For centuries the pursuit of happiness was the preserve of either the philosopher or the voluptuary and took second place to the basic need to survive on the one hand, and the pressure to conform to social conventions and morality on the other. More recently there is a burgeoning interest in the study of happiness, in the social sciences and in the media. Can we really answer the question what makes people happy? Is it really grounded in credible methods and data? Is there consistency in the determinants of happiness across countries and cultures? Are happiness levels innate to individuals or can policy and the environment make a difference? How is happiness affected by poverty? By economic progress? Is happiness a viable objective for policy? This book is an attempt to answer these questions, based on research on the determinants of happiness in countries around the world, ranging from Peru and Russia to the U.S. and Afghanistan.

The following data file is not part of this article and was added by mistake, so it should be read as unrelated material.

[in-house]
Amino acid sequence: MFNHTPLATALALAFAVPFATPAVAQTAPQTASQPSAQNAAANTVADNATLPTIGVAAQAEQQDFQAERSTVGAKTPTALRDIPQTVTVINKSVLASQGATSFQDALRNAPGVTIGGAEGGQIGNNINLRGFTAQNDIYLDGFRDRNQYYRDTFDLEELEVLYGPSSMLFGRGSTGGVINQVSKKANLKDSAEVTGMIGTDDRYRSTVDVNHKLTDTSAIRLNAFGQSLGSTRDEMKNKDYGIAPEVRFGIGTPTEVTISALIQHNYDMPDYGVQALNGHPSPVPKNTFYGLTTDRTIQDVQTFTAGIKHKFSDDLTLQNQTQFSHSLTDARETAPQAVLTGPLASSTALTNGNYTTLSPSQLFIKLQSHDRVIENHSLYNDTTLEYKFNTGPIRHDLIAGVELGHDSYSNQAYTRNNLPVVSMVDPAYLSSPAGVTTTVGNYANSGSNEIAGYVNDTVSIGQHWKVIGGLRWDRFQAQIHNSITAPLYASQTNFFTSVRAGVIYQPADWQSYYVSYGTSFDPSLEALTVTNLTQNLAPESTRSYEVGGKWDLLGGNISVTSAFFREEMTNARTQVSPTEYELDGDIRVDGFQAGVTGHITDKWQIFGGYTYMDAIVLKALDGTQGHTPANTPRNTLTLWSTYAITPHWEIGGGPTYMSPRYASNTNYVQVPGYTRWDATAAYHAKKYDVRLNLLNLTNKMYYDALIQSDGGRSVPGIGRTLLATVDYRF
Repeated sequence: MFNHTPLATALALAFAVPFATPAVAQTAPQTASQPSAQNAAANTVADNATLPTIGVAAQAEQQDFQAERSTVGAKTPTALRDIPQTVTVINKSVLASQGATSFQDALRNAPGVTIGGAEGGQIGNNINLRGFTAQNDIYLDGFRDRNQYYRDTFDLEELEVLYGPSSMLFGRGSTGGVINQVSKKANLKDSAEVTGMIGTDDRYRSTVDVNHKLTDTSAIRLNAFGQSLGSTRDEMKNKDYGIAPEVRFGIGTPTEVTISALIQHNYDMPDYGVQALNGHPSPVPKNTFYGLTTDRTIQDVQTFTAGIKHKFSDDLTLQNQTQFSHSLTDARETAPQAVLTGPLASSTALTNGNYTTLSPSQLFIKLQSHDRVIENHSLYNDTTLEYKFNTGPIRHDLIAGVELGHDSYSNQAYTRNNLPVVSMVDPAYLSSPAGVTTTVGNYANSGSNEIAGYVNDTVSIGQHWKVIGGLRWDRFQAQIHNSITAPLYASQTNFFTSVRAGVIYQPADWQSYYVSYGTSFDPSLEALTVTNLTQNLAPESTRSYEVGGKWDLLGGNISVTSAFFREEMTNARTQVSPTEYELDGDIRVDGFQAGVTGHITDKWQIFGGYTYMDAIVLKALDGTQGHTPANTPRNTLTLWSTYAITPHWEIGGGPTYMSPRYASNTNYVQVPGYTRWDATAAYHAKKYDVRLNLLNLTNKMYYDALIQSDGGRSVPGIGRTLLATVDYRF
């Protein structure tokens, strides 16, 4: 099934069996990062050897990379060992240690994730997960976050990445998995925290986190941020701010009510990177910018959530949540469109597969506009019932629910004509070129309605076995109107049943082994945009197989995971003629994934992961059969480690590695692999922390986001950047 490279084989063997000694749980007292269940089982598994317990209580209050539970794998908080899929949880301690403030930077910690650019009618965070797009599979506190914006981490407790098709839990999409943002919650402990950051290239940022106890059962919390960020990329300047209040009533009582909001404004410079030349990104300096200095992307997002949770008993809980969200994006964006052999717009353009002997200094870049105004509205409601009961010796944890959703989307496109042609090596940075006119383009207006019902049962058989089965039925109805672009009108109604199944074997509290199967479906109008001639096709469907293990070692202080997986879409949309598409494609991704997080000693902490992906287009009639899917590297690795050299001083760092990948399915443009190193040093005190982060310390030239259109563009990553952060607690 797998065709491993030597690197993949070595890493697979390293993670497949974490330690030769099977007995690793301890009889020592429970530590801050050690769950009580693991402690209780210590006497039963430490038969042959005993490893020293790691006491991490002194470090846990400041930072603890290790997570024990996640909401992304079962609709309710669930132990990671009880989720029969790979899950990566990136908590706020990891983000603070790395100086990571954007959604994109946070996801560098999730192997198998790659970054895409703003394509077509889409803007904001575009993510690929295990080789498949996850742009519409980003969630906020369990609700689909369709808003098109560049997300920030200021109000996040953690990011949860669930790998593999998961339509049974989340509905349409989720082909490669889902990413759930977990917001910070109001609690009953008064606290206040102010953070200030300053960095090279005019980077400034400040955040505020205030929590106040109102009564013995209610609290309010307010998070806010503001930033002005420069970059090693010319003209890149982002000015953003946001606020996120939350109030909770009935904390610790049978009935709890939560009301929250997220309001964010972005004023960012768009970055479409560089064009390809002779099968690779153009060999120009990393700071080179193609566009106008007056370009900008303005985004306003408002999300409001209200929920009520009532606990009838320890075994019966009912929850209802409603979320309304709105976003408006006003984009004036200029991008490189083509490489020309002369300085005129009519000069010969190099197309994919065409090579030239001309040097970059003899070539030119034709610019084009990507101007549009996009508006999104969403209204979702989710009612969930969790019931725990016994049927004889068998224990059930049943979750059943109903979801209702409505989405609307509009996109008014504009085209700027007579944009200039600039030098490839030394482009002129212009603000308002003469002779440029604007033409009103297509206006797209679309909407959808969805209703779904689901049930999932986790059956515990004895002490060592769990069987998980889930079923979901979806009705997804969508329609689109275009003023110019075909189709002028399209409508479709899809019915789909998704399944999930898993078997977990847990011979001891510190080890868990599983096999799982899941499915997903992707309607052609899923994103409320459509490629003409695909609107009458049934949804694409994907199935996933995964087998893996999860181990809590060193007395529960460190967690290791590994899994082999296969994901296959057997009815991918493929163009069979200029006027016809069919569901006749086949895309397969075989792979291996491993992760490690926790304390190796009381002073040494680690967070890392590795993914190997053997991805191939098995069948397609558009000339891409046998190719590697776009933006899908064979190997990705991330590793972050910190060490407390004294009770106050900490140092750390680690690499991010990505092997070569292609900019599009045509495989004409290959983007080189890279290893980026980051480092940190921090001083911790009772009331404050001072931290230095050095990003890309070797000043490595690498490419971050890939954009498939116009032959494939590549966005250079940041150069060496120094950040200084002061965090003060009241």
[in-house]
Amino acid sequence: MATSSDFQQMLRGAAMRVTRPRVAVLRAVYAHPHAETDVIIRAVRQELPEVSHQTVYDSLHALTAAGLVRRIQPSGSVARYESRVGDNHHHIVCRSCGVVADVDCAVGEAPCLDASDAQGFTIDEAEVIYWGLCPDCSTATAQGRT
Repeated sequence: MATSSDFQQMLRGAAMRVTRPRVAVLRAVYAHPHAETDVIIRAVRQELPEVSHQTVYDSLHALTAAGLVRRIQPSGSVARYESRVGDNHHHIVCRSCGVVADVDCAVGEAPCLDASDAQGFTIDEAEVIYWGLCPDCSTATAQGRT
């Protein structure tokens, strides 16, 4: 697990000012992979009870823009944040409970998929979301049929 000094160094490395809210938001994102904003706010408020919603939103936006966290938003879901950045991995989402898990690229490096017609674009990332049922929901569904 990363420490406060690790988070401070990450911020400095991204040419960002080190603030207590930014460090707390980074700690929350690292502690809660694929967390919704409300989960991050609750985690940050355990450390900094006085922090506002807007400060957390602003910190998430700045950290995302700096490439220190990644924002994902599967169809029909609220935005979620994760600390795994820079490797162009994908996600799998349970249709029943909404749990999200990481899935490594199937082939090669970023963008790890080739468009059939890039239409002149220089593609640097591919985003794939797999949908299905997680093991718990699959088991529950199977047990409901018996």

The book reviews the theory and concepts of happiness, explaining how these concepts underpin a line of research which is both an attempt to understand the determinants of happiness and a tool for understanding the effects of a host of phenomena on human well being. The research finds surprising consistency in the determinants of happiness across levels of development. Yet there is still much debate over the relationship between happiness and income. The book explores the effects of many mediating factors in that relationship, ranging from macroeconomic trends and democracy to inequality and crime. It also reviews what we know about happiness and health and how that relationship varies according to income levels and health status. It concludes by discussing the potential--and the potential pitfalls--of using happiness surveys to contribute to better public policy.